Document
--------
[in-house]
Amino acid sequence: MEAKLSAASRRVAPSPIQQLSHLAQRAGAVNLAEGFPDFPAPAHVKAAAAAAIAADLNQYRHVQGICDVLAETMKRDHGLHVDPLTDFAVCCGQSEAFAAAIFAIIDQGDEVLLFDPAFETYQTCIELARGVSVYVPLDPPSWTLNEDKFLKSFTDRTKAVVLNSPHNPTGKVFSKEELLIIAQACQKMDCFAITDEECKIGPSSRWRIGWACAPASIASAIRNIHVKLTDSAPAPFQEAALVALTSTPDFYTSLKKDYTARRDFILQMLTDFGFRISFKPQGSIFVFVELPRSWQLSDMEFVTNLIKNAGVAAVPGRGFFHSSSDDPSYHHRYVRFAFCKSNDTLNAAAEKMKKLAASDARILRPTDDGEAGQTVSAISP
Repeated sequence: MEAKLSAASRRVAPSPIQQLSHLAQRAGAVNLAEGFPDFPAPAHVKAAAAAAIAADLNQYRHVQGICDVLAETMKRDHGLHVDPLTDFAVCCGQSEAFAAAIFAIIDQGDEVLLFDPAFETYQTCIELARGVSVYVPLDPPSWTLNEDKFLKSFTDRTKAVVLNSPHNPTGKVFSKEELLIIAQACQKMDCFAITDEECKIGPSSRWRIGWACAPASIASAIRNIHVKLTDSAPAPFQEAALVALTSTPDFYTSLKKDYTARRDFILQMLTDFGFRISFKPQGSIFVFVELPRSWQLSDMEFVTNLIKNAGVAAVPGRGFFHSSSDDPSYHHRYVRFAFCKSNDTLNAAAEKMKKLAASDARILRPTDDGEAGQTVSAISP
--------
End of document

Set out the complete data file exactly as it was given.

[in-house]
Amino acid sequence: MEAKLSAASRRVAPSPIQQLSHLAQRAGAVNLAEGFPDFPAPAHVKAAAAAAIAADLNQYRHVQGICDVLAETMKRDHGLHVDPLTDFAVCCGQSEAFAAAIFAIIDQGDEVLLFDPAFETYQTCIELARGVSVYVPLDPPSWTLNEDKFLKSFTDRTKAVVLNSPHNPTGKVFSKEELLIIAQACQKMDCFAITDEECKIGPSSRWRIGWACAPASIASAIRNIHVKLTDSAPAPFQEAALVALTSTPDFYTSLKKDYTARRDFILQMLTDFGFRISFKPQGSIFVFVELPRSWQLSDMEFVTNLIKNAGVAAVPGRGFFHSSSDDPSYHHRYVRFAFCKSNDTLNAAAEKMKKLAASDARILRPTDDGEAGQTVSAISP
Repeated sequence: MEAKLSAASRRVAPSPIQQLSHLAQRAGAVNLAEGFPDFPAPAHVKAAAAAAIAADLNQYRHVQGICDVLAETMKRDHGLHVDPLTDFAVCCGQSEAFAAAIFAIIDQGDEVLLFDPAFETYQTCIELARGVSVYVPLDPPSWTLNEDKFLKSFTDRTKAVVLNSPHNPTGKVFSKEELLIIAQACQKMDCFAITDEECKIGPSSRWRIGWACAPASIASAIRNIHVKLTDSAPAPFQEAALVALTSTPDFYTSLKKDYTARRDFILQMLTDFGFRISFKPQGSIFVFVELPRSWQLSDMEFVTNLIKNAGVAAVPGRGFFHSSSDDPSYHHRYVRFAFCKSNDTLNAAAEKMKKLAASDARILRPTDDGEAGQTVSAISP